“I used to read the Daily News or the Post. Now I read The New York Times.”
-- Raquel Monje, high school senior indoctrinated by the NLP at Manhattan’s Facing History School
-- From "In the Media - Press Room" posted at the NLP website
The news-literacy movement has the potential to begin to rewrite the unflattering narratives about the press that have become so pervasive that we’ve nearly stopped questioning them—to remove the derogatory undertone from the phrase “mainstream media.” It has the potential to push back against the hijacking of the journalistic reputation—not only by a sustained and strategic smear campaign on the part of the political right (“the liberal media”), but also on the part of the political left (“the corporate media”).
To read more at the NLP website, CLICK HERE.
From "News Literacy Project Trains Young People to Be Skeptical Media Consumers" transcript posted at The PBS Newshour 12/13/11
JEFFREY BROWN, PBS Newshour: How can young people learn to be better consumers of news and information?
COLIN O'BRIEN, News Literacy Project: You want news sources that are transparent. You want to be able to see who is doing the reporting, see what their agenda is, see who funds them, see if they are, in fact, a credible source or not.
ALAN MILLER, News Literacy Project: There is so much potential here for misinformation, for propaganda, for spin, all of the myriad sources that are out there. More and more of, the onus is shifting to the consumer.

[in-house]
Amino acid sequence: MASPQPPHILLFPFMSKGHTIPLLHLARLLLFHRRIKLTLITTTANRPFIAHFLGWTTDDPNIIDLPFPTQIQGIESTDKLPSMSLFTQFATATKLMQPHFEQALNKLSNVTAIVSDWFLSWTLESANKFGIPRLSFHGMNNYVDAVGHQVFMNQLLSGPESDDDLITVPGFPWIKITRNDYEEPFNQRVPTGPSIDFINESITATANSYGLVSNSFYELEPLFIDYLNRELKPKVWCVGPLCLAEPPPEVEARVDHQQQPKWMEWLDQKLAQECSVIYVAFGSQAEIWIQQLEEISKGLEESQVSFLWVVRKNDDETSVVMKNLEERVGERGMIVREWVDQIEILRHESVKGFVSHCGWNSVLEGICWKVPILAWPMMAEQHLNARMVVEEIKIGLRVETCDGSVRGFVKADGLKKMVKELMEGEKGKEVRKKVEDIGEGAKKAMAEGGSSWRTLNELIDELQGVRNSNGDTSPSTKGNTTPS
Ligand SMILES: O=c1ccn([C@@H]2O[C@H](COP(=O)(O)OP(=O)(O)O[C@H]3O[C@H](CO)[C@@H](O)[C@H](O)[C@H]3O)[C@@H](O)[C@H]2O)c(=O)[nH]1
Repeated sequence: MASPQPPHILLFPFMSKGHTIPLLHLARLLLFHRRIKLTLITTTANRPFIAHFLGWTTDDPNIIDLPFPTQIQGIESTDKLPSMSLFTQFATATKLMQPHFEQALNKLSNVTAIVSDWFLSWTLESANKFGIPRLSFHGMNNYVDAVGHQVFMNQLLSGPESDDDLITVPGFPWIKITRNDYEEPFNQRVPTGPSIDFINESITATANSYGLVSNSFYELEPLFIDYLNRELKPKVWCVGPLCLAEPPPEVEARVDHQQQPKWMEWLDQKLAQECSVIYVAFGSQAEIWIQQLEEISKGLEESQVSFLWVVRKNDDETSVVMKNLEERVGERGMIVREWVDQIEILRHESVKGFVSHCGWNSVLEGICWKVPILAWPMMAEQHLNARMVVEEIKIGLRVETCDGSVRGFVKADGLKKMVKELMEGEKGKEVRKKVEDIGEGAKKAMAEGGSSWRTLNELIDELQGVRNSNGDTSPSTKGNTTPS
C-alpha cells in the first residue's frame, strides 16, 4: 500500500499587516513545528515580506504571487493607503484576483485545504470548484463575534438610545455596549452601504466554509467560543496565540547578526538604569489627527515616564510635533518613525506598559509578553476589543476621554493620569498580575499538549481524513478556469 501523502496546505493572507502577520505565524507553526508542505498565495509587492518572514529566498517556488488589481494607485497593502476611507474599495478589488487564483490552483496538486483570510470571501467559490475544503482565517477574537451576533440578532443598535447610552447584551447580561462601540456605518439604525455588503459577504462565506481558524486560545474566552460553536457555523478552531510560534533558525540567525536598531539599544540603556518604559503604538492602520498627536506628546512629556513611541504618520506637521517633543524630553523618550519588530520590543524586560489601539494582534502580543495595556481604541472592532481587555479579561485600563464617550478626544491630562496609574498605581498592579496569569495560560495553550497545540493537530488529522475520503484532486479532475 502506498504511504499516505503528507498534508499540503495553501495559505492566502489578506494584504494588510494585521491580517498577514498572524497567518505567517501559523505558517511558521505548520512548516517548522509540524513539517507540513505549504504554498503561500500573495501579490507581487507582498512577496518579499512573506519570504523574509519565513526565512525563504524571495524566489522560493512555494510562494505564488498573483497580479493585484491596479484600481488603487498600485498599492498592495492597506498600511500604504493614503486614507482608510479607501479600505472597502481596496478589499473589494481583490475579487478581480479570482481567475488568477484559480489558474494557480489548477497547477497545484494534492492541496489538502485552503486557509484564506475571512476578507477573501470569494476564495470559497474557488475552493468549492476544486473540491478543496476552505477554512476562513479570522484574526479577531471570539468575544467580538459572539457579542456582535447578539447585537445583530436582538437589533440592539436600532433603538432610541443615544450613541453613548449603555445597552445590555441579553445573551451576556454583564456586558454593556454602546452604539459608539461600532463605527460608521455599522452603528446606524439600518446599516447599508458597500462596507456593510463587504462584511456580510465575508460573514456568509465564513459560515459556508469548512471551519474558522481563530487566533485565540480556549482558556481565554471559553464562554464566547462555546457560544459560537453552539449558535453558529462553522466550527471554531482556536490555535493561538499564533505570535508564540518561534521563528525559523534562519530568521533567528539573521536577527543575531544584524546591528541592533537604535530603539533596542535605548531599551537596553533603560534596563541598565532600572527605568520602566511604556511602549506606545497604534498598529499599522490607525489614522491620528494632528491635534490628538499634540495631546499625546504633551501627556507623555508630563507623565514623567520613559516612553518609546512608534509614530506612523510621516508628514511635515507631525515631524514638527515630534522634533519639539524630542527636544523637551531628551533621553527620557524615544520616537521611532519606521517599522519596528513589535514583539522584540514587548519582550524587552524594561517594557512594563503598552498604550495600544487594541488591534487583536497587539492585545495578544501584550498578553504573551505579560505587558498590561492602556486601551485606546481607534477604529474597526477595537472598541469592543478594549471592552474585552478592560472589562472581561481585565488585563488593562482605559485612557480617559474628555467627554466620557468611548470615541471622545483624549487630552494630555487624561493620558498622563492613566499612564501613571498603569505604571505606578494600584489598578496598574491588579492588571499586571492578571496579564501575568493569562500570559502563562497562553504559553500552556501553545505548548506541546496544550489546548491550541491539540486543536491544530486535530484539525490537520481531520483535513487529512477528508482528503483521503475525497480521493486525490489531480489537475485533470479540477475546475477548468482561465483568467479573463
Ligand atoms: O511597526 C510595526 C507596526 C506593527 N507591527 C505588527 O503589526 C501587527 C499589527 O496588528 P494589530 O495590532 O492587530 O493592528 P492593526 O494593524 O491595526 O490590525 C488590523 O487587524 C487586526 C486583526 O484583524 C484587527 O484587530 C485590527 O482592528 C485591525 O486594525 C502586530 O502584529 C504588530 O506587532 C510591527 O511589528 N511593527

JEFFREY BROWN: And a slew of recent studies supports the notion that young people seek out traditional news sources less and less and that they have a difficult time knowing how to judge the legitimacy of the information that does come at them.
In response, the News Literacy Project, funded by a combination of foundations, corporations and individuals, develops lesson plans for teachers . . .
JEFFREY BROWN: The program also brings journalists into the classroom to run workshops.
JEFFREY BROWN: . . . the idea of making this into a national program got a recent boost from Michael Copps, a member of the Federal Communications Commission.
MICHAEL COPPS, FCC: And we need to focus on bringing all these together in the public sector and in the private sector to develop an online news literacy curriculum that can be made available across the nation. This can be a powerful antidote to the dumbing down of our civic dialogue that has taken place.
JEFFREY BROWN: To further the effort, the News Literacy Project and the American Library Association are launching workshops around the country to make high school students better media watchdogs, with a specific focus on the 2012 political campaign.
To read the entire program transcript above, CLICK HERE.